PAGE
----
Molde Jazz: Day 2, July 14, 2009
With three albums under its belt for ECMSoul of Things (2002), Suspended Night (2004), and Lontano (2006)it was inevitable that Polish trumpeter Tomasz Stańko's quartet, featuring pianist Marcin Wasilewski, bassist Slawomir Kurkiewicz and drummer Michal Miskiewicz, should have run its courseat least for the label. With the exception of Keith Jarrett's Standards Trio, there are few, if any, artists who have released more than three albums with the same line-up; a signal, perhaps, of label head/primary producer Manfred Eicher's restless pursuit of something new.
What's most encouraging about Stańko's new quintet, featuring a mix of Danish and Finnish musicians, is that he's continuing to mentor younger players at a time when that longstanding tradition continues to be on the wane. With a forthcoming release, currently titled Dark Eyes (but still subject to change), the Tomasz Stańko Quintet's performance at the Alexandra was one of its first since recording the album this past April in France and, while there were clear indicators of a group still finding its feet, its promise was abundantly clear from the first tune, a fiery modal workout that provided an early feature for Finnish pianist Alexi Tuomarila.
Tuomarila continued to be one of the quintet's most impressive members throughout the 100-minute set, along with fellow Finn, drummer Olavi Louhivuori, who was a flexible player equally capable of creating broad colors and delicate textures, in addition to creating powerful pulses where time was often as much implied as it was discretely delivered. Still on the shy side of 30, Louhivuori was also a potent soloist, especially towards the end of a set of all new, unannounced compositions that were unequivocally Stańko's, when he entered into a blazing exchange with the trumpeter. Stańko may have left the vast majority of the solo space to his younger band mates, but he still proved capable of delivering serpentine melodies and unmistakably rich solos with his immediately recognizable, raspy tone.
Danish guitarist Jakob Bro is, perhaps, the most well-known of Stańko's new bunch, not only for his own records, including the impressive The Stars are All New Songs Vol. 1 (Loveland, 2008), but for his membership in drummer Paul Motian's Band, heard on Garden of Eden (ECM, 2006). Still, while Bro warmed up over the course of the performance, delivering two particularly strong solos that were filled with curious horizontal intervallic jumps and a particularly sensitive expression, especially on the Latin-tinged closer that ended the set, he had previously appeared somewhat tentative. Still, this is an early gig and there's no doubt that Bro, along with the rest of the group, will gain confidence and strength as time goes on.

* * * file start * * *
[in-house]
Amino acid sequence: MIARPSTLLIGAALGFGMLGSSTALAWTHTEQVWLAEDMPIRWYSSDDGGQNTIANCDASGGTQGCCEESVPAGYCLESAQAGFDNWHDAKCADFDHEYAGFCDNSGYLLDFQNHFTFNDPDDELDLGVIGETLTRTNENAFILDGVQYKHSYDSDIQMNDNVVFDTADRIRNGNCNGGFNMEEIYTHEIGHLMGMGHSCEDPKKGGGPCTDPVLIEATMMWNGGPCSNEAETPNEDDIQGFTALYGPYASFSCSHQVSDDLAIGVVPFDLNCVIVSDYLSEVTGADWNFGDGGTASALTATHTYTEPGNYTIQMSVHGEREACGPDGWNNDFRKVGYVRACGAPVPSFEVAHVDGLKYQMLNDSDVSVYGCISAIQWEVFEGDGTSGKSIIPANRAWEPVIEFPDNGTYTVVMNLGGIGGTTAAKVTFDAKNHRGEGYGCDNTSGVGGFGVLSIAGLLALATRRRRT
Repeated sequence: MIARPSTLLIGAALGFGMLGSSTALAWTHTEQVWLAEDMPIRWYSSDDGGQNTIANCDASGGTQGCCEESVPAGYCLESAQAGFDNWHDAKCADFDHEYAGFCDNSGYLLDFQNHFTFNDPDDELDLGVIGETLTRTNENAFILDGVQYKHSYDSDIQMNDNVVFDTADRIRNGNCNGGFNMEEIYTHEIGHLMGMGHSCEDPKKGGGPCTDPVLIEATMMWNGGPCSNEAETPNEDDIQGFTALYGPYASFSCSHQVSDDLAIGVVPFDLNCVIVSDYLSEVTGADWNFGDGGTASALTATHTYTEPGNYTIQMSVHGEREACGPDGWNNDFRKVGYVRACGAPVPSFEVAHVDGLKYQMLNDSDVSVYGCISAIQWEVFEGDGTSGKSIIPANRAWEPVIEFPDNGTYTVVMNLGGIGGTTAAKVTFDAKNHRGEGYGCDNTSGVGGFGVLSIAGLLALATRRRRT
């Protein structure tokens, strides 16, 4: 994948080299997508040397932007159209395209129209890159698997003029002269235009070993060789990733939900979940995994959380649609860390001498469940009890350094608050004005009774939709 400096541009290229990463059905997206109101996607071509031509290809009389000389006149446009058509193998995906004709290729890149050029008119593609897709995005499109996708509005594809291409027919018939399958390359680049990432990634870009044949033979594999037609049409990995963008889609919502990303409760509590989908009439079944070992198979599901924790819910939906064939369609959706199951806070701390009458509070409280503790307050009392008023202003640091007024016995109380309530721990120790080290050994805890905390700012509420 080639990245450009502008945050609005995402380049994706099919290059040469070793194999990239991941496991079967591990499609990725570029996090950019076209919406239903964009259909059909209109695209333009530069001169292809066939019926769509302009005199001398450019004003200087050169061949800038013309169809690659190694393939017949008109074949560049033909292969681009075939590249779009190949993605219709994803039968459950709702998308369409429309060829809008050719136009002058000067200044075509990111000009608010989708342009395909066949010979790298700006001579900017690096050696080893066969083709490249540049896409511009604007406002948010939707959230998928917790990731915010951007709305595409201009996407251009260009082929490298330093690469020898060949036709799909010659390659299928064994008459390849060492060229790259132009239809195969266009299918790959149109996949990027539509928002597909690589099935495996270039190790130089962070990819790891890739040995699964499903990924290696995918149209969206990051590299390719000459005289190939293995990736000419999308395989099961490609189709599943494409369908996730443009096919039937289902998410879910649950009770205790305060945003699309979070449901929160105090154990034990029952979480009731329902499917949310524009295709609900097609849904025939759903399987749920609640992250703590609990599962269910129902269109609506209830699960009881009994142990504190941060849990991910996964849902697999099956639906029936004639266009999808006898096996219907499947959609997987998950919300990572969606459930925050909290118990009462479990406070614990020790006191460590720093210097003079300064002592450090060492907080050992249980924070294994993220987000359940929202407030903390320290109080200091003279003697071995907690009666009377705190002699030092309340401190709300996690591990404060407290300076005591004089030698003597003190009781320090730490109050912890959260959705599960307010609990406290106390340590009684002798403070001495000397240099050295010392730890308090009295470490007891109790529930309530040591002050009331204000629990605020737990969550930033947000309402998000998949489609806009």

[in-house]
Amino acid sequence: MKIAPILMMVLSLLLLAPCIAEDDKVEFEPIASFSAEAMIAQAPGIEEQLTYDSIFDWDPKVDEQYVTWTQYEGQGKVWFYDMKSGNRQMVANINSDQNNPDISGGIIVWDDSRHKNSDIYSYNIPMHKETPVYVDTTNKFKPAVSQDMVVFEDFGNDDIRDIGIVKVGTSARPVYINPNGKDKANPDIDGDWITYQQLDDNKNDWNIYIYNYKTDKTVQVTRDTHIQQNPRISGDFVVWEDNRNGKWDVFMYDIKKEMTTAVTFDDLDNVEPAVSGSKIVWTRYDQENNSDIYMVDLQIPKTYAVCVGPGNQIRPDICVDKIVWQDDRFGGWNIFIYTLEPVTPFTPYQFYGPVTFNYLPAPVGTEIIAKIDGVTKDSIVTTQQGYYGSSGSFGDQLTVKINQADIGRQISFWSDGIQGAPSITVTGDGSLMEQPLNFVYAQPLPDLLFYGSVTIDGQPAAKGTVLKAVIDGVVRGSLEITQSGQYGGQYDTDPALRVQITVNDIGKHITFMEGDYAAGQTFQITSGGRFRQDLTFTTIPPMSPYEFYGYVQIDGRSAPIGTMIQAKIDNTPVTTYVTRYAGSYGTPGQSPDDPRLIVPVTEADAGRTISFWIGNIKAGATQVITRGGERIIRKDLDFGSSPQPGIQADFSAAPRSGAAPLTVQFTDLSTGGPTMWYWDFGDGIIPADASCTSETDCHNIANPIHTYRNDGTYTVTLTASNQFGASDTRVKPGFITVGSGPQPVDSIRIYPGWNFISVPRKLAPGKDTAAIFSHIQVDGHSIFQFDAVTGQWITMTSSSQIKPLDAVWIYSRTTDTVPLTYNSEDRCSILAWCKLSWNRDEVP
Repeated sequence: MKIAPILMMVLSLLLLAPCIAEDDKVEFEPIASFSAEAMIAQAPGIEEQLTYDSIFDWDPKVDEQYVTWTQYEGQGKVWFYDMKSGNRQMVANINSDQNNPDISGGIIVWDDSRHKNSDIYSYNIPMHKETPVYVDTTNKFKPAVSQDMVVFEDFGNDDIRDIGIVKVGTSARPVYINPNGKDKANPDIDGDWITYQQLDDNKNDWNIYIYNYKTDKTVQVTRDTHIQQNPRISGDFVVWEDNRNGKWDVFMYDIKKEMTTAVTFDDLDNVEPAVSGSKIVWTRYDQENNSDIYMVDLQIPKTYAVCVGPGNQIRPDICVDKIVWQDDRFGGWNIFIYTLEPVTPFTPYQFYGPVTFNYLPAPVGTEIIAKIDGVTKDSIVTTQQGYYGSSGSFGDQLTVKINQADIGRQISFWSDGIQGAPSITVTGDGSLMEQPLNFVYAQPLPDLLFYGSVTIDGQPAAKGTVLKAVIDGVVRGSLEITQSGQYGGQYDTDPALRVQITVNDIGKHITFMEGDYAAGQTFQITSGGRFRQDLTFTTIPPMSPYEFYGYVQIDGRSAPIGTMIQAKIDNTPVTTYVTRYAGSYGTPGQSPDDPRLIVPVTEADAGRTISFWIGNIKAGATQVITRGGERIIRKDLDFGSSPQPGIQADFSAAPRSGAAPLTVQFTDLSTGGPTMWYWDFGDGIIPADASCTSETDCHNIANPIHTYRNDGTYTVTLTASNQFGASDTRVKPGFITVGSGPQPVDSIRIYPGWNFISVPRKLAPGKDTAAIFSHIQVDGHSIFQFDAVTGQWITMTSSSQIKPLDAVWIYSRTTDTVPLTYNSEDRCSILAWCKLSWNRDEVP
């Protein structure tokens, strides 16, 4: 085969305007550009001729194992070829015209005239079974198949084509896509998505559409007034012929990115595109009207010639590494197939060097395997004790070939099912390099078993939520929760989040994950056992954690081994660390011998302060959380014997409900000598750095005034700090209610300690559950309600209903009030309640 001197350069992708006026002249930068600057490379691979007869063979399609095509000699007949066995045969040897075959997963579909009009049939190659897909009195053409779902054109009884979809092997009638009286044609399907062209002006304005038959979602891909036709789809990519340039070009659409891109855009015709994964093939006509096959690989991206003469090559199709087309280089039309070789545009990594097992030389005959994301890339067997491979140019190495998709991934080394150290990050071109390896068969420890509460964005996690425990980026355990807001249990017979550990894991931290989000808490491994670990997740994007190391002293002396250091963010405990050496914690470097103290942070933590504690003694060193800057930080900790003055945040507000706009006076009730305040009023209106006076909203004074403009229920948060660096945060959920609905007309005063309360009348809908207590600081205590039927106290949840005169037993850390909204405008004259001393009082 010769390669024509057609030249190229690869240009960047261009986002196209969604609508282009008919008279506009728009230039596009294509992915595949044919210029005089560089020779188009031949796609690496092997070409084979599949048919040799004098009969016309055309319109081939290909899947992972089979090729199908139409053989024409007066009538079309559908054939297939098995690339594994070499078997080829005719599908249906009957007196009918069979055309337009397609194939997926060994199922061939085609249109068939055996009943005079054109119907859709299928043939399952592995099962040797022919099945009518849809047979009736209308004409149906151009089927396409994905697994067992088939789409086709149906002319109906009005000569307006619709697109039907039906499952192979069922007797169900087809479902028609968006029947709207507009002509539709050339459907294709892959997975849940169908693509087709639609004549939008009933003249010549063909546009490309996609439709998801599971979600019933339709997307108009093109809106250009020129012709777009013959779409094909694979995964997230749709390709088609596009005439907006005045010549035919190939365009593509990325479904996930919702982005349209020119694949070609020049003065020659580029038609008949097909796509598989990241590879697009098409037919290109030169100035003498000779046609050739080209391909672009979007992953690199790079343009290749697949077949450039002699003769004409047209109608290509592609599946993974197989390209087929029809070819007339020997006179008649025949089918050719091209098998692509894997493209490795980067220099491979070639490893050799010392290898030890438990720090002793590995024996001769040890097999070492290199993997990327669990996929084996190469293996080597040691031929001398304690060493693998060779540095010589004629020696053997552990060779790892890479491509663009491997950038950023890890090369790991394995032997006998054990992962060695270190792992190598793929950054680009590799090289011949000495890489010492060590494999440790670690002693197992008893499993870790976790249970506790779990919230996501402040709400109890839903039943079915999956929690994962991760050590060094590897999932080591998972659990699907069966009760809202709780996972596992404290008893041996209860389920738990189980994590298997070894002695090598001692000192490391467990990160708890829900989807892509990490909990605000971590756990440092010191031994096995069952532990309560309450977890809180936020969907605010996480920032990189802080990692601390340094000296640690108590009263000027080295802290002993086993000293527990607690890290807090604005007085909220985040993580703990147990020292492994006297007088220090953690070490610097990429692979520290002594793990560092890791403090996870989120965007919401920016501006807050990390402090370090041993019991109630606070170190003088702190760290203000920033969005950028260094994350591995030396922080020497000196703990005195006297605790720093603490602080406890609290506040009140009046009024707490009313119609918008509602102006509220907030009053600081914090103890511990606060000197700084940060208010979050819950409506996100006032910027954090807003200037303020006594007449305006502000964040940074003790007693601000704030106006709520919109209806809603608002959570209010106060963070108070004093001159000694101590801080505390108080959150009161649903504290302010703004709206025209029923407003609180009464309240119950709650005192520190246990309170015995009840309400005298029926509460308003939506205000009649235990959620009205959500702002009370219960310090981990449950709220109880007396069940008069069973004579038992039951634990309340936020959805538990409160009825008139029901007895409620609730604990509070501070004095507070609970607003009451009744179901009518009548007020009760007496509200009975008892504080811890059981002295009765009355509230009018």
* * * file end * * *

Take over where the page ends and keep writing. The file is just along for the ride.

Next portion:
Fellow Dane, bassist Anders Christensen, is perhaps the most unusual choice for the groupplaying, as he does, a fretted Fender electric bass rather than double-bass, which he also plays. Still, as another Motian alum from the drummer's Electric Bebop Band around the turn of the decade, he's by no means an unseasoned player, just one whose appearancestyled hair, tight jeans and "Legalize LA: Immigration Reform Now" T-shirtseemed more suited to indie rock rather than a jazz group that ranged from abstract impressionism to moments of simmering energy. Still, he created a rock-solid foundation for the rest of the groupessential, really, especially because of Louhivuori's more expressionist tendenciesand delivered a number of short but intriguing solos of his own, channeling a bit of Steve Swallow but with a less expansive vernacular.
l:r: Anders Christensen, Olavi Louhivuori, Tomasz Stańko, Jakob Bro
Stańko's writing continues to be distinctive, a combination of rubato tone poems and more outgoing compositions that provided the trumpeter ample opportunity to demonstrate his piercing upper register and growling lower end. As distinctly lyrical as ever, what's most evident about Stańko, given it's been three years since his last release for ECM, is that it really doesn't matter who's playing his music as long as they're good (which this quintet certainly is). No matter what the context, Stańko's voiceboth compositional and in performanceremains abundantly clear and identifiable, and if his quintet's performance at Alexandra was any indicationwarts and allhis forthcoming album is going to be another winner.
Tomorrow: Christian Wallumrød Ensemble with Arve Henriksen, Kristin Asbjørnsen.
All Photos: John Kelman